I’ve given a lot of mindset tips over the last few weeks regarding approaching clinic and your optometric education. Today, let’s talk about actual exam skills.
The last few years, it’s not an uncommon occurrence when a patient or a student makes a comment regarding my BIO “dance”. I always laugh and smile and say it’s all because of my years of doing yoga. It’s really hard for me to explain it, but my BIO flow involves a combination of slow movements, scanning in combination with lens tilting, and directing patient gazes that makes it work.
And it all evolved because of a couple of things. First, I remember that as a student, I continually got myself confused when I switched eyes in between scans. For example, doing all superior gazes of both eyes first, then all horizontal views, then all inferior views. My mind just couldn’t keep track of where lesions were. So rather than try to fight that, I learned that for me, scanning one eye at a time and recording those lesions first before going to the other minimized the chance of my recording a lesion in the incorrect eye.
Second, I quickly got very tired of the inefficiency with standing up and sitting down at a stool, adjusting its height every time I needed to get a new quadrant view. So my entire “routine” now is done standing with the patient seated and the seat usually all the way to the floor rather than raised to any height at all. Sometimes that means I’m tiptoeing a bit if a patient is particularly tall, or having that patient tilt their head ever so slightly inferior so I can sweep further out. For smaller kids, sometimes that means having the child stand on the edge of the chair and sometimes it means raising the chair so I’m more comfortable doing my sweep rather than crouching down as much.
Third, when I scan, my goal is to make a continuous sweep from the edge of the posterior pole at the level of the arcades all the way out to the periphery and sweep back in. To make sure I don’t minimize the chance of missing any peripheral findings, rather than doing a straight line sweep from arcades to periphery, I’ll make more of a flower petal shape coming back, moving my head a little bit so that the return sweep is covers new retina or overlaps slightly what had already been covered.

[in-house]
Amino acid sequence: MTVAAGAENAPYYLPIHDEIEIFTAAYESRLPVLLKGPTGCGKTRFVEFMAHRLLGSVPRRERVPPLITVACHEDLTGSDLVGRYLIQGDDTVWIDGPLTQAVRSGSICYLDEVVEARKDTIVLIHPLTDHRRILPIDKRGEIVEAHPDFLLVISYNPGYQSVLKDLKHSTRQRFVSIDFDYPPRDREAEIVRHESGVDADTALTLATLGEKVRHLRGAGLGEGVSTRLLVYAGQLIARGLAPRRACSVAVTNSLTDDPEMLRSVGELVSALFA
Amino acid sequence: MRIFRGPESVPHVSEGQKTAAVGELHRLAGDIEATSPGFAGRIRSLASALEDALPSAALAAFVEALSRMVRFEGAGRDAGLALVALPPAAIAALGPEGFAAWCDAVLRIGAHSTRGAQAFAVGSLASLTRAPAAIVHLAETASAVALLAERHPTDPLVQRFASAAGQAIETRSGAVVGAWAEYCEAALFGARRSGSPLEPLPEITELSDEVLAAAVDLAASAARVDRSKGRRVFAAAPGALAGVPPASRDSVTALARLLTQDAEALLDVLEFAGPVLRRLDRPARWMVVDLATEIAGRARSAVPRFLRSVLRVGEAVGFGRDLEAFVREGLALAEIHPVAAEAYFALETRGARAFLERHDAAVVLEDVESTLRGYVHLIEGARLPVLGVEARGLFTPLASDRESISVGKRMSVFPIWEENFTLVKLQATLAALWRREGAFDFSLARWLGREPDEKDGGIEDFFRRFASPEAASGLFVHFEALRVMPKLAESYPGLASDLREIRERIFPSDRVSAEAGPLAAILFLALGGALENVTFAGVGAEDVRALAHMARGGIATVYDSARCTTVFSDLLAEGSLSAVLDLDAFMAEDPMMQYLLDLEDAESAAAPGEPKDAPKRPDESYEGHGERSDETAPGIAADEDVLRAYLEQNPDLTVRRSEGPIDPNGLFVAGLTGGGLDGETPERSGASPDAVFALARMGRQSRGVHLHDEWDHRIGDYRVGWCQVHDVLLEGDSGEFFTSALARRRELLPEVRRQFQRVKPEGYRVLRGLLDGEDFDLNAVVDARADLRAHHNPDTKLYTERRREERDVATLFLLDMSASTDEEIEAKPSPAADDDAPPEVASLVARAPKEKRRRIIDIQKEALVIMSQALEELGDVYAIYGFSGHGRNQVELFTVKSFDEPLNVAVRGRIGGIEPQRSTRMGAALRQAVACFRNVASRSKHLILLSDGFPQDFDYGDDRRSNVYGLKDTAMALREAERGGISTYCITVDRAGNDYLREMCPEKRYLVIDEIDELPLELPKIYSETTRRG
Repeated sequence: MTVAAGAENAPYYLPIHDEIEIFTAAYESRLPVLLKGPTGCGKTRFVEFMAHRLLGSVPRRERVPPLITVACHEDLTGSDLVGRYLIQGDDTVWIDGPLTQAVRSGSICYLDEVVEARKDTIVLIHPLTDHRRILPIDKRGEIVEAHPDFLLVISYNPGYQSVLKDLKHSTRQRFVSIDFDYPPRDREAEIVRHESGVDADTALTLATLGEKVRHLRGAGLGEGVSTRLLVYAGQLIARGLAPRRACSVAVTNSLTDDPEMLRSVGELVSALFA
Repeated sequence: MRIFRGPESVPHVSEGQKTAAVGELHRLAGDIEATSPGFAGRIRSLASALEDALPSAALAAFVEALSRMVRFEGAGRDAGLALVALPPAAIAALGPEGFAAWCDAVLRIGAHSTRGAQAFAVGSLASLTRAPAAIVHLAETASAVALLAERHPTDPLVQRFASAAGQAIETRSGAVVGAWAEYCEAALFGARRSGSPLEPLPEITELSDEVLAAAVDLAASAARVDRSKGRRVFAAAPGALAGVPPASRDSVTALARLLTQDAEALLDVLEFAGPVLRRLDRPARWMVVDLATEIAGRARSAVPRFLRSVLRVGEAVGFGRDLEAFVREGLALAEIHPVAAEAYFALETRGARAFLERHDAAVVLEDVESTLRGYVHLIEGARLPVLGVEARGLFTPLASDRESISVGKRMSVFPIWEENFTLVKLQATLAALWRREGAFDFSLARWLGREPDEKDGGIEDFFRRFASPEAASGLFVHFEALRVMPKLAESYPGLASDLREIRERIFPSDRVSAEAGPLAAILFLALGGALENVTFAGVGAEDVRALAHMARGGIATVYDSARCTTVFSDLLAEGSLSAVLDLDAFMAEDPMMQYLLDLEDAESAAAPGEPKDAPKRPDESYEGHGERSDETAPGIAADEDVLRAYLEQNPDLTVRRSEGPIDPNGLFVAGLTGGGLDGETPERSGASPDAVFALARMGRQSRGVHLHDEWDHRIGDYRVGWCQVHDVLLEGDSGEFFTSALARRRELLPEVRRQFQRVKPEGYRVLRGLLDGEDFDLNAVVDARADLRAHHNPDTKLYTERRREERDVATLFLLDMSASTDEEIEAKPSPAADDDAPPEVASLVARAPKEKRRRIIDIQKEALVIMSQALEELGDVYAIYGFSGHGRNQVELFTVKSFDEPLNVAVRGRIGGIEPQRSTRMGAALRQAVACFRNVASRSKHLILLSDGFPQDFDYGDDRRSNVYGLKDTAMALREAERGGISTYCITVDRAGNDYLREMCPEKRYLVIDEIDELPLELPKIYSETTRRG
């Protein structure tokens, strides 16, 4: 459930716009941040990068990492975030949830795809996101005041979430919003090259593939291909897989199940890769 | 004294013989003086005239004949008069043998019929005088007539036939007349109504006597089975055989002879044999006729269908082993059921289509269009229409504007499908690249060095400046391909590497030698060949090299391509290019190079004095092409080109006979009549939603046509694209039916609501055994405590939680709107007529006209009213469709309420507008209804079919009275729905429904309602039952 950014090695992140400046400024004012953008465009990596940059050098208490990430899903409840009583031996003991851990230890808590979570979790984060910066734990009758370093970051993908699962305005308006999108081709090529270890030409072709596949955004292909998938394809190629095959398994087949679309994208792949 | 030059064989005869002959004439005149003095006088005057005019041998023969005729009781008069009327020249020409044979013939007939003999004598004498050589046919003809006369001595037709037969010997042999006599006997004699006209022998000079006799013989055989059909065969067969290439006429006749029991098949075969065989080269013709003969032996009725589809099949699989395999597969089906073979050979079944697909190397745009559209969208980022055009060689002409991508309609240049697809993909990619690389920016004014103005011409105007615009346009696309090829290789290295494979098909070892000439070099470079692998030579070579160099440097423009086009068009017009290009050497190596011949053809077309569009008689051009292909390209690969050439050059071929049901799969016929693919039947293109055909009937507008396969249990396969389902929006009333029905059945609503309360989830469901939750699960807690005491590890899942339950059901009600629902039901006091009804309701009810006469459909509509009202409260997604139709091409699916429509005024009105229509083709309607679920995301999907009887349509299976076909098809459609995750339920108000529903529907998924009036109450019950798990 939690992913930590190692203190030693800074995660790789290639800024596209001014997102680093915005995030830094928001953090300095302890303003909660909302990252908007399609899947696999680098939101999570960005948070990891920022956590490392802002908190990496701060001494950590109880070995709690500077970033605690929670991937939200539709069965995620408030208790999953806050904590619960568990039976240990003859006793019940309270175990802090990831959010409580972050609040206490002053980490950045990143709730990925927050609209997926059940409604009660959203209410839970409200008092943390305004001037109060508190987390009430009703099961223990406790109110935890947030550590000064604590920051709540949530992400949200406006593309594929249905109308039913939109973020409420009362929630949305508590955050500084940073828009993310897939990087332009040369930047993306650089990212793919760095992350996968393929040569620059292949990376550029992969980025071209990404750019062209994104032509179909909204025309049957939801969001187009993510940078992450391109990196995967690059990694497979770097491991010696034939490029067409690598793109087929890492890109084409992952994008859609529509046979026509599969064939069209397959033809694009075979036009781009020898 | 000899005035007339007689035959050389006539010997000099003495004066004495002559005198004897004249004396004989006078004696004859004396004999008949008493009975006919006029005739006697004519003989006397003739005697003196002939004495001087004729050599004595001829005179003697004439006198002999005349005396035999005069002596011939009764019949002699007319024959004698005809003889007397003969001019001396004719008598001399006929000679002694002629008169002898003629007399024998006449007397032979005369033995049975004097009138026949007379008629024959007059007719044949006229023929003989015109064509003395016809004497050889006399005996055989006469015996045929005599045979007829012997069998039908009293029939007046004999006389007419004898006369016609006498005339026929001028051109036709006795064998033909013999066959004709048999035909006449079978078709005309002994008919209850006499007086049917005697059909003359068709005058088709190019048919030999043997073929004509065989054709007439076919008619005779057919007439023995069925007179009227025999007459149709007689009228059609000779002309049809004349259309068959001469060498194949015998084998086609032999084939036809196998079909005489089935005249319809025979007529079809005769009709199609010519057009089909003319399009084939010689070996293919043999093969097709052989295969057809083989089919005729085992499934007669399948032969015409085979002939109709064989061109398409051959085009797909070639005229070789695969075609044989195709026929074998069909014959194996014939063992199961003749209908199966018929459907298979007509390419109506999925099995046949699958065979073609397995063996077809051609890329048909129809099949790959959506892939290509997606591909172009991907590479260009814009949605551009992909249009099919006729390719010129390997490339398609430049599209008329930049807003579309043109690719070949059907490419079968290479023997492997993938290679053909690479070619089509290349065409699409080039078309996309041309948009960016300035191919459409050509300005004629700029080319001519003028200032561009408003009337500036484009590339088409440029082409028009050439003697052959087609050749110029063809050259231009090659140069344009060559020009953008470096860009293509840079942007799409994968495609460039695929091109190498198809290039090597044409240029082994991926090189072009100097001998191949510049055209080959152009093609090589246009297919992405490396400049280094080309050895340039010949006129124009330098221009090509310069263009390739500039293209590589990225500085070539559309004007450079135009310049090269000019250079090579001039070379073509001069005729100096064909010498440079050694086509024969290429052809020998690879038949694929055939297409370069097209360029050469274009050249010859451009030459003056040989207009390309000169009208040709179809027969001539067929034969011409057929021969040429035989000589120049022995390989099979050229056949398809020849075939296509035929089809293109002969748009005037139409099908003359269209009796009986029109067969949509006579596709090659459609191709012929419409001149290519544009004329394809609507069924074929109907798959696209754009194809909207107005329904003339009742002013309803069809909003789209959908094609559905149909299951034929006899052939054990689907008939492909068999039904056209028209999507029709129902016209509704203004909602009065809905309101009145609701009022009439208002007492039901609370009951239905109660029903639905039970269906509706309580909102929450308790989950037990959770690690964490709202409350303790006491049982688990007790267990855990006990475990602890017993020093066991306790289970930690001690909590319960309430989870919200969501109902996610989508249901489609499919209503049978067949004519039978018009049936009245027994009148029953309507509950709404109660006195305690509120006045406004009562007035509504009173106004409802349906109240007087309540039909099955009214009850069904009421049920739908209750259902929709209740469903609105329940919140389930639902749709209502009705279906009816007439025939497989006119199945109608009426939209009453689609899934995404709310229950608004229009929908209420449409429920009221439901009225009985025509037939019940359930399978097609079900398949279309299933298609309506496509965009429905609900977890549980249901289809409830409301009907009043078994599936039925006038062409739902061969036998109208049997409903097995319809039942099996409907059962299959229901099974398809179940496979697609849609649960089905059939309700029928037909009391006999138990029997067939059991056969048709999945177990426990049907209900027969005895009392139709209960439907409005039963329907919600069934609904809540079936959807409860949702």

Fourth, I keep my light beam on its medium size setting and I use a good amount of light. Don’t think you’re being nice by using a dim light setting on your patients just to make sure they’re uncomfortable. Your job is to make sure their eyes are healthy and you don’t want to miss any subtle findings. On the flip side, don’t make the light so bright that they’re noticeably trying to squeeze their lids tight every time you approach their pupils with that light. I don’t like to fiddle with the light beam settings once the BIO is on my head and over the years, I’ve just found that a lot of glare is minimized simply by using the medium sized beam. And even if I have to use a brighter light, since I’m sweeping relatively quickly for my peripheral views and not lingering in any one spot too long, most patients are able to tolerate the time spent performing BIO.
Fifth, pay attention to where your beam and the patient gaze are and try to keep this as straight a line as possible. This ensures I’m getting the exact views I want. Simple in theory, but it took awhile for that to really lock in for me. It took an attending pointing out that while I had asked a patient to look superiorly, I was off to one side of a patient so my view was not the straight superior gaze I thought I was getting.
Lastly, keep practicing and keep adjusting. I know I spent many hours in pre-clinic practicing with classmates before we were ever in clinic and I still knew I had a ways to go. Have your attendings watch your BIO flow and give you feedback too. This is NOT an easy skill to master and it took a couple years of patient care to honestly feel like I wasn’t going to miss any major findings. And if your attending does point something out to you that you missed on your exam? Do NOT take it personally. Put your BIO back on after they leave and look for what you missed. After the patient has left, figure out how you can get to that spot in your next patient and patient after that consistently. You’re calibrating your sensitivity to spotting what’s normal and abnormal as well as learning how you need to move or place your hands and light in just the right spot so everything comes together for that perfect view. And just because what I shared with you today works for me doesn’t mean it has to work for you. Play with it. Have fun while you’re practicing.
We’ll talk about troubleshooting for the not so straightforward patient another time. Happy practicing!